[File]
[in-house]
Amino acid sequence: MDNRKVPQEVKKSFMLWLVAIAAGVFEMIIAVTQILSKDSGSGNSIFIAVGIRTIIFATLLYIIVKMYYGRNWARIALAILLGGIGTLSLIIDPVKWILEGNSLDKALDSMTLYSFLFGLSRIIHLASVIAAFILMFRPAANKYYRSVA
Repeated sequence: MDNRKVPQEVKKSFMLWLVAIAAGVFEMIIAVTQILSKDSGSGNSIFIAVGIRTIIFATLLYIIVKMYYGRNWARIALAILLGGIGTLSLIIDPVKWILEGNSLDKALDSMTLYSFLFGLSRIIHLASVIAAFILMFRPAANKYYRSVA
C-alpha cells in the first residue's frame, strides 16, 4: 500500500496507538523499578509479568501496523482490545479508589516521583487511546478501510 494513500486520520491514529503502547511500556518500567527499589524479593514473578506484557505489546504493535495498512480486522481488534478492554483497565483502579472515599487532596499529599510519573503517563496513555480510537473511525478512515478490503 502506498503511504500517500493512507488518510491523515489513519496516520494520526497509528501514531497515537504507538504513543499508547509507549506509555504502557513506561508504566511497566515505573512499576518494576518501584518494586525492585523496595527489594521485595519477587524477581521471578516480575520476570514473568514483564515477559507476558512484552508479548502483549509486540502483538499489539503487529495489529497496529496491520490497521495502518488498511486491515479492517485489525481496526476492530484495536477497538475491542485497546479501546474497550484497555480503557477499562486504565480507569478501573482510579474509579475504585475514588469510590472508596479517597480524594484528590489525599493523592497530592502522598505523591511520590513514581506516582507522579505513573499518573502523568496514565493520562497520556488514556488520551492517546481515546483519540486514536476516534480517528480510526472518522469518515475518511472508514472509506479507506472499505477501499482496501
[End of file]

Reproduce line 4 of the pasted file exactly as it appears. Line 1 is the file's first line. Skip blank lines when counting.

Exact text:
C-alpha cells in the first residue's frame, strides 16, 4: 500500500496507538523499578509479568501496523482490545479508589516521583487511546478501510 494513500486520520491514529503502547511500556518500567527499589524479593514473578506484557505489546504493535495498512480486522481488534478492554483497565483502579472515599487532596499529599510519573503517563496513555480510537473511525478512515478490503 502506498503511504500517500493512507488518510491523515489513519496516520494520526497509528501514531497515537504507538504513543499508547509507549506509555504502557513506561508504566511497566515505573512499576518494576518501584518494586525492585523496595527489594521485595519477587524477581521471578516480575520476570514473568514483564515477559507476558512484552508479548502483549509486540502483538499489539503487529495489529497496529496491520490497521495502518488498511486491515479492517485489525481496526476492530484495536477497538475491542485497546479501546474497550484497555480503557477499562486504565480507569478501573482510579474509579475504585475514588469510590472508596479517597480524594484528590489525599493523592497530592502522598505523591511520590513514581506516582507522579505513573499518573502523568496514565493520562497520556488514556488520551492517546481515546483519540486514536476516534480517528480510526472518522469518515475518511472508514472509506479507506472499505477501499482496501